"I'm just hoping that this sends a message," Thompson said. "That it encourages people to just follow the law, rather than face the heavier penalties."

The case also represents the first time Thompson and her agency have successfully filed a petition under the state's Cost of Care Act, a law passed in 2013 that reimburses animal shelters for expenses incurred for treating seized animals. That victory allowed the cats to be quickly put up for adoption. Some of them have already found new homes.

"Without the Cost of Care Act, we would have had to hold those animals until the case was decided," Thompson said, "and that could have been months or years."

Penny Ellison, an adjunct professor at the University of  Pennsylvania Law School and vice chair of the Pennsylvania SPCA Board of Directors, said the prior law structure discouraged some smaller animal shelters from pursuing abuse cases.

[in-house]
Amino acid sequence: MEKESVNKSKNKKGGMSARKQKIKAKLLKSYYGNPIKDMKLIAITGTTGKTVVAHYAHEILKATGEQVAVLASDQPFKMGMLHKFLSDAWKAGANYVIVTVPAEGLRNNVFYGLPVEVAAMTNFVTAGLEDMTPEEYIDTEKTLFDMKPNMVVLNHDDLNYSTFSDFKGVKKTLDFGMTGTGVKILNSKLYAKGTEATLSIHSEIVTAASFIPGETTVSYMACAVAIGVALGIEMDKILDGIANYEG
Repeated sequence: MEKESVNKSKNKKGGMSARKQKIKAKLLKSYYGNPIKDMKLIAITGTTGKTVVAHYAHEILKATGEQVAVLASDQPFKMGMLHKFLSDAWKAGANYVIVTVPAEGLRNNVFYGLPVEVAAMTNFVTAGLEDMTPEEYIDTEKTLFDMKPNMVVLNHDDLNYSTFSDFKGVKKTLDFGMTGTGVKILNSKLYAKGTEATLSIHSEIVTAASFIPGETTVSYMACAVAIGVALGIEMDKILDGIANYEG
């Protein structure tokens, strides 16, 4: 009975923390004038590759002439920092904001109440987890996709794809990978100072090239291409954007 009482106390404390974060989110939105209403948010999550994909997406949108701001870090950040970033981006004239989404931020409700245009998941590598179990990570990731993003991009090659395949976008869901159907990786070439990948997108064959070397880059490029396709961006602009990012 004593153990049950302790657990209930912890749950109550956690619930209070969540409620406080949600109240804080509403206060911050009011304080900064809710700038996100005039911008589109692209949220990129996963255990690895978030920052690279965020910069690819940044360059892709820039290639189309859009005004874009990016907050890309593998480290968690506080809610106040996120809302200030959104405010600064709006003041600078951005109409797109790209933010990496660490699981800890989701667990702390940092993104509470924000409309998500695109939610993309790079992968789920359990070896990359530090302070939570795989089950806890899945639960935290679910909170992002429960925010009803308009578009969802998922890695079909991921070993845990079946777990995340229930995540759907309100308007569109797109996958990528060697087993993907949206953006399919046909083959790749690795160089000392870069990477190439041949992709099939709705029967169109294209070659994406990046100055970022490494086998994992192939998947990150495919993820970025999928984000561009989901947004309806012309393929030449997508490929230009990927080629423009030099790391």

"The ability to recover costs in a timely manner affects whether you can bring a case in the first place," Ellison said. "Yes, you could eventually get restitution, but smaller shelters really can't afford to pay out of pocket all that time, and you're not going to find a vet who is going to donate services on this large of a scale."

Similarly, before the change in August, animal-abuse charges were limited to summary offenses, which usually carry only a fine.

"It's not only an insufficient penalty for the suffering caused, but it also meant that prosecutors weren't willing to take on cases," Ellison said. "It was hard to get them interested in cases that won't result in jail time. It's not a serious enough matter to allocate resources to."

The Stonebridge case is already eight months old, and likely won't see a resolution until at least August, when a hearing has been scheduled after a continuance in May.